December 2019

A Simple Way to Brew Some Connection

a drip coffee maker and a keurig in the background
Photo by Jessica Beckendorf

We have a Keurig in our office – a newer, fancy-ish model. We have a box of shared coffee pods, a stash of cups, and often a bottle of coffee creamer someone bought and wrote “for everyone” on the label so we could all partake. Both coffee drinkers and those that prefer tea love using this convenient machine.

Late last  week, on a whim, I purchased a couple pounds of seasonal flavored coffee and brought them to the office to share. I assumed we would just pack the reusable Keurig K-cup on an individual basis every time we needed our coffee fix. 

But what happened was so much better.

I arrived to the office late on Monday morning and I could smell the delicious Maple Pecan flavored coffee as soon as I walked through the door. One of my coworkers had dug out our old Mr. Coffee drip coffee maker and made a pot for the office. I was thrilled since I hadn’t had any coffee yet, and especially since I dislike messing with the reusable K-cup, much less having to do it more than once to satisfy my healthy coffee craving.

I made sure to thank the person that made the coffee, but otherwise thought nothing of it.

Another pot of coffee was waiting for everyone on Tuesday…another lovely surprise, but again I thanked my coworker and thought nothing more of it.

On Wednesday there was no pot of coffee waiting when I arrived. I was disappointed. Thinking it was just my coffee craving that needed a fix, I asked a coworker to show me how to make a pot (yes, I’m an adult that should know how to do this, but I use a snobby system at home and don’t know how to use a Mr. Coffee). As I waited for the pot to finish brewing, coworkers would stop in to chat for a moment, asking if the coffee was almost ready.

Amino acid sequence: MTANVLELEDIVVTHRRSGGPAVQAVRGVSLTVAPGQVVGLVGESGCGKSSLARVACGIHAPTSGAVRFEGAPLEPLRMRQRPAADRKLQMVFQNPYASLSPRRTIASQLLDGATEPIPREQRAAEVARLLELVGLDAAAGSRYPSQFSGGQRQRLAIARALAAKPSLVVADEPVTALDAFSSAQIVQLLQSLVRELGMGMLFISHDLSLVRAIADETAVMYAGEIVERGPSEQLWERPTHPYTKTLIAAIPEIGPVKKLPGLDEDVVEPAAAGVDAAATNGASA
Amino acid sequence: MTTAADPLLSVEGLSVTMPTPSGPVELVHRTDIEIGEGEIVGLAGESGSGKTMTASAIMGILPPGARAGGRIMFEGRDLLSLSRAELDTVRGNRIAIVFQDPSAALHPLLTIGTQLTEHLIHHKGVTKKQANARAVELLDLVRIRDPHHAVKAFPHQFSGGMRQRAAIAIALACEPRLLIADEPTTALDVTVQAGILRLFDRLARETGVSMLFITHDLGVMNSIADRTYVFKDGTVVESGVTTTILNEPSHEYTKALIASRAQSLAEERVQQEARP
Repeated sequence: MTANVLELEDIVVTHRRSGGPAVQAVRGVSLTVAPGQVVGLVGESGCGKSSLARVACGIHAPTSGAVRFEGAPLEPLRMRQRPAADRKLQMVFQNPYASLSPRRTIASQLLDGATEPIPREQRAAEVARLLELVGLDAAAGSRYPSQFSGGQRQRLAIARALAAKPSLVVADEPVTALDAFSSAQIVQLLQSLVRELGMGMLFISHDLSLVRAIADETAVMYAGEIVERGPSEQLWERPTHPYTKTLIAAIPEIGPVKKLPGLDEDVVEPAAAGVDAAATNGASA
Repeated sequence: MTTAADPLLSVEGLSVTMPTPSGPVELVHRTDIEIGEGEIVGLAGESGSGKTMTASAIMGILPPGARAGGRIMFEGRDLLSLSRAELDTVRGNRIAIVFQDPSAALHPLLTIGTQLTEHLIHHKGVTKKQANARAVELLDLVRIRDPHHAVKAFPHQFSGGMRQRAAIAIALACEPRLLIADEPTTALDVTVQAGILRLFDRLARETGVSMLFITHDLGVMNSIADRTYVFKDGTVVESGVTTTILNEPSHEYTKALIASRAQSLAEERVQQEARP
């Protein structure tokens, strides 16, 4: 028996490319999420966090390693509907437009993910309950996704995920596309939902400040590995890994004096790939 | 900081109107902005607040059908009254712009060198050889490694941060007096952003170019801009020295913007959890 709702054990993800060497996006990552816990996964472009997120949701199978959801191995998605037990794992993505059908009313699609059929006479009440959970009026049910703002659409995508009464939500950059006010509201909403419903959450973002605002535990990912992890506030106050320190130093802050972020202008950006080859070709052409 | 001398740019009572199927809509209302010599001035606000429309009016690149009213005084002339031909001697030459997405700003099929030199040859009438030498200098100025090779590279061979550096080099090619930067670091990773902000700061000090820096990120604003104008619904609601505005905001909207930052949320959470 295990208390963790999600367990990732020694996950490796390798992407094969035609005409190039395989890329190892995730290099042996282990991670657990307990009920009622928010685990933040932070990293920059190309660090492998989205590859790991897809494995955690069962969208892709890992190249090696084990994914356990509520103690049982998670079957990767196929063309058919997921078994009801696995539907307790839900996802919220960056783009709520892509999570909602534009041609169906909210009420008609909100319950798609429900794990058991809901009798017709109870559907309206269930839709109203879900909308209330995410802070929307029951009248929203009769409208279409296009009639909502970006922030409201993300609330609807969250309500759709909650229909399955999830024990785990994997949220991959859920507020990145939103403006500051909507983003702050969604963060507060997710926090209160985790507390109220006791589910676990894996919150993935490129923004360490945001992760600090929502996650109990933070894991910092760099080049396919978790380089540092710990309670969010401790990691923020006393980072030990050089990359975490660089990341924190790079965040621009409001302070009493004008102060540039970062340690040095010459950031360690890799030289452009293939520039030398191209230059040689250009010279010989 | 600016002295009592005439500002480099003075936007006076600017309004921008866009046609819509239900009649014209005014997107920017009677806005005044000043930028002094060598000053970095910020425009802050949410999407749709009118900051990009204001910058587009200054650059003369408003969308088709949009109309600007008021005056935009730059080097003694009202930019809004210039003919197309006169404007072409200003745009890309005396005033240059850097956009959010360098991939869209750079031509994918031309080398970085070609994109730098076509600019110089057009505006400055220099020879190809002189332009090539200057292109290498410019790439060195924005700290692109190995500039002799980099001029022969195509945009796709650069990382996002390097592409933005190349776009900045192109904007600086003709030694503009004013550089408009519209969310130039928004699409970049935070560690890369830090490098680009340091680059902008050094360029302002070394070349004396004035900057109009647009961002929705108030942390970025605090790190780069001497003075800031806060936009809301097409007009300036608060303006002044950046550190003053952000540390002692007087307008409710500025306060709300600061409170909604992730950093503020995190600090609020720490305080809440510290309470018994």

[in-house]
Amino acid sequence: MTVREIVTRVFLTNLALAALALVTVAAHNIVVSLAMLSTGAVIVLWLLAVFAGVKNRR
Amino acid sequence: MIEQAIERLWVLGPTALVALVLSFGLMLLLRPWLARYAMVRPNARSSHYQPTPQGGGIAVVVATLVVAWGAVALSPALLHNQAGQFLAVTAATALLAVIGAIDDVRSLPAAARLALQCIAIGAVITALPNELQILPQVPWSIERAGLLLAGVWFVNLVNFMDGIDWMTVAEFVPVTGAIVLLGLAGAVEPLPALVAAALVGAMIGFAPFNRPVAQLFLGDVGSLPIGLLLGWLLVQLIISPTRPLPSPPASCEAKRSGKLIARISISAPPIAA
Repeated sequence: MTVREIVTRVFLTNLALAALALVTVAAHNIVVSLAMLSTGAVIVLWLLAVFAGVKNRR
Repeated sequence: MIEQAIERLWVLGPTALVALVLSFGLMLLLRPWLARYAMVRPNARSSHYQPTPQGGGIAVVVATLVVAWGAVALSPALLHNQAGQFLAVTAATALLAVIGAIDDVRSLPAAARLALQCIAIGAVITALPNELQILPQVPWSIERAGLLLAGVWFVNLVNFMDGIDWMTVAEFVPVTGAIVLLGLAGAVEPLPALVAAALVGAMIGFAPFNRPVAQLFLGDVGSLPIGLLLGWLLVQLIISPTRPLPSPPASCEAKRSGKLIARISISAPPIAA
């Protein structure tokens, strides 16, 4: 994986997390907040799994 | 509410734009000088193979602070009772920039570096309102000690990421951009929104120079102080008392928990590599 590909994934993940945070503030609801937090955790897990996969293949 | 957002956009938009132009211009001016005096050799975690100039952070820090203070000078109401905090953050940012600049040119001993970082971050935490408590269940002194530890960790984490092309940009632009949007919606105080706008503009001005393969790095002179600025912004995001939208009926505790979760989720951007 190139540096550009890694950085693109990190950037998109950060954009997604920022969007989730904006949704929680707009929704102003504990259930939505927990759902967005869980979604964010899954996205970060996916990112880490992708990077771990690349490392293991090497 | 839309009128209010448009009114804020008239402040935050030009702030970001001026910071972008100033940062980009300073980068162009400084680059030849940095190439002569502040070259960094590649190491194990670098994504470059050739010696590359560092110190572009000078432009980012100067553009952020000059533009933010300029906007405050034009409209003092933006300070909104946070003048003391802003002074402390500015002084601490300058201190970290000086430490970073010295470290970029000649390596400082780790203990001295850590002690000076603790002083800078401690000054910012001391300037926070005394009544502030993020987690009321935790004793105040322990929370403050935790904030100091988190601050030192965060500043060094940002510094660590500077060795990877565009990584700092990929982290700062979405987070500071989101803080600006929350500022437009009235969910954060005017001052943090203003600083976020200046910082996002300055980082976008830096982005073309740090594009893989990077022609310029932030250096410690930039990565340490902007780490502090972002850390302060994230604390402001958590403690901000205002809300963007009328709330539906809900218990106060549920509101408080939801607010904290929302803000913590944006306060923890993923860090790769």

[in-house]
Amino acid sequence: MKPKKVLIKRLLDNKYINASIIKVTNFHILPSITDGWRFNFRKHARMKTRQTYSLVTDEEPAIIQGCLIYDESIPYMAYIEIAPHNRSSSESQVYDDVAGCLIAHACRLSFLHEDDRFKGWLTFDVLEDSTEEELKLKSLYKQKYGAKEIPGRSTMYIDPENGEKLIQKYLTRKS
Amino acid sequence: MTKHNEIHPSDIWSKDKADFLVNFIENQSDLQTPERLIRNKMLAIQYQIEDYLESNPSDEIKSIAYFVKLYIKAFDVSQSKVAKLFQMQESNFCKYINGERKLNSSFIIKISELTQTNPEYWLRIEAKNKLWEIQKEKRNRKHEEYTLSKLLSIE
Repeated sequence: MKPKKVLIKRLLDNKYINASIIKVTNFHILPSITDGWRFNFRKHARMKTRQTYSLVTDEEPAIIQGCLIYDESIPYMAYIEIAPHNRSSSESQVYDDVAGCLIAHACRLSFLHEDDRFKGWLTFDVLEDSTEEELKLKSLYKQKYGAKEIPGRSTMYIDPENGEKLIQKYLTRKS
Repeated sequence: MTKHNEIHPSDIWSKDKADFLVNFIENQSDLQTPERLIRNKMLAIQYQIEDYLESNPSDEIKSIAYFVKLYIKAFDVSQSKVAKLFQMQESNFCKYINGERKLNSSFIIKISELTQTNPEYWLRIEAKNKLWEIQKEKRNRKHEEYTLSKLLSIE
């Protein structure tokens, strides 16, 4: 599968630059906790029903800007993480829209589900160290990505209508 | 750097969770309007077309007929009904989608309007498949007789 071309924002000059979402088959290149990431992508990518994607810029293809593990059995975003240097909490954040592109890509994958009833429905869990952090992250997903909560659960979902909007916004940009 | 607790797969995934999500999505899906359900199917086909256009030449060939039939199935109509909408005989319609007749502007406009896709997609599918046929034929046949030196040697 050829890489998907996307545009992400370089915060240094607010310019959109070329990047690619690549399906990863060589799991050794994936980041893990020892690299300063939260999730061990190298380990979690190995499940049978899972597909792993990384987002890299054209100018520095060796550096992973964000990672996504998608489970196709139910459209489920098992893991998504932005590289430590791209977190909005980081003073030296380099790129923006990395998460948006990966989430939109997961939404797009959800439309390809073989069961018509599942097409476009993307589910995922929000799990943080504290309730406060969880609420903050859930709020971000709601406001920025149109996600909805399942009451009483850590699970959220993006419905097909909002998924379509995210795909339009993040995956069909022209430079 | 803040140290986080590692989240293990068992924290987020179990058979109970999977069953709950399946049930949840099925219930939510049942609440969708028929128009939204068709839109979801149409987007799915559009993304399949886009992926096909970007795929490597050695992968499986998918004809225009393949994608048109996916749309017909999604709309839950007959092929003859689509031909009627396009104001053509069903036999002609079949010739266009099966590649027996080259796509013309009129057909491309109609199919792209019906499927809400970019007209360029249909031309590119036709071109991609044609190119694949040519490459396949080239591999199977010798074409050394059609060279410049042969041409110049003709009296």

The conversations were short, but authentic and completely focused on each other. It was wonderful.

I looked at the lonely Keurig in the corner and realized that having shared coffee pods, creamer, and mugs just didn’t feel the same as sharing the same pot of coffee with others. The former is an individual process, a bit more clunky (and wasteful!), and disconnected. Kind of like any day where I am not making an intentional effort to connect with others with the gifts of generosity and time – the day feels lonely (individual), clunky (less focused), wasteful and disconnected.

May there be a pot of coffee (opportunities to connect with others) waiting for you every morning, and when there isn’t, may you have the generosity and courage to brew some yourself.

Written by Jessica Beckendorf, Network Literacy – Military Families Learning Network

December Webinars – RSVP today!


Webinar Spotlight!

Man using a computer tablet.Staying Safe Online: Protecting Your Finances and Data

Learn how to help your clients spot the red flags of a scam and how to protect their computers, smart devices, and information.

Here’s what participants were saying about this webinar:

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Any kind of loss can make us feel grief. We often only think about grief as a response to death; but, gains and losses happen throughout our lives, in a variety of different situations, and the losses often trigger some form of grief.

Tune in as guest speaker, Andrew Crocker, talks about the physical and emotional manifestations of grief. Overtime, through working through the grieving process constructively, hopefully the ups and downs caregivers may face get less severe, the difficult periods become less intense and shorter as time goes by.

 

Moving Toward Inclusive Practice – Practicing Humility

In this episode we hear what humility looks like in the area of cultural competency.  Through stories and conversation, Dr. Phibbs addresses knowing how to manage humility and power in a way that moves an agenda forward – everyone needs to be a change maker.